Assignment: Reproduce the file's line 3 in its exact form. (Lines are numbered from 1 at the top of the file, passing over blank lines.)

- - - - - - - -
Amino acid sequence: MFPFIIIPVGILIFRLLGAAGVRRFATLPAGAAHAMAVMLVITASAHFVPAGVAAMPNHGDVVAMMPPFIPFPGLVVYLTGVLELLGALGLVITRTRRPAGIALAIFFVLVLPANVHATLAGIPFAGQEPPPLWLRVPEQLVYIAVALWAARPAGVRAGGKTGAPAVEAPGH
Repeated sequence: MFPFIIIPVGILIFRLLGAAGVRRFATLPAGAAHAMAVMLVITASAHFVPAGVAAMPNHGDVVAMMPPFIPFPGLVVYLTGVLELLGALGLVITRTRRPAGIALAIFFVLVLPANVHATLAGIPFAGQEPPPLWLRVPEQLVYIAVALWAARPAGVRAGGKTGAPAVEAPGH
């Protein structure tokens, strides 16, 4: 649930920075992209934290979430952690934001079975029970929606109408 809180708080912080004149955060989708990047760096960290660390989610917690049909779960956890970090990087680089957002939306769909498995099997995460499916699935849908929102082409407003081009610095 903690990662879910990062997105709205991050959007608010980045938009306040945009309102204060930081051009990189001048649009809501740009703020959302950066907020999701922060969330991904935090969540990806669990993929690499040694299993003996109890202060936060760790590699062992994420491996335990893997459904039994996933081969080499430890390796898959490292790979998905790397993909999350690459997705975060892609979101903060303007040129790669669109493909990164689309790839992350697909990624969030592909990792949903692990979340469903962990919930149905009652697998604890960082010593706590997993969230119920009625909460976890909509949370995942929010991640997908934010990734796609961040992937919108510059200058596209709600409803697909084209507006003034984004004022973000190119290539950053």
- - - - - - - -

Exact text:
């Protein structure tokens, strides 16, 4: 649930920075992209934290979430952690934001079975029970929606109408 809180708080912080004149955060989708990047760096960290660390989610917690049909779960956890970090990087680089957002939306769909498995099997995460499916699935849908929102082409407003081009610095 903690990662879910990062997105709205991050959007608010980045938009306040945009309102204060930081051009990189001048649009809501740009703020959302950066907020999701922060969330991904935090969540990806669990993929690499040694299993003996109890202060936060760790590699062992994420491996335990893997459904039994996933081969080499430890390796898959490292790979998905790397993909999350690459997705975060892609979101903060303007040129790669669109493909990164689309790839992350697909990624969030592909990792949903692990979340469903962990919930149905009652697998604890960082010593706590997993969230119920009625909460976890909509949370995942929010991640997908934010990734796609961040992937919108510059200058596209709600409803697909084209507006003034984004004022973000190119290539950053």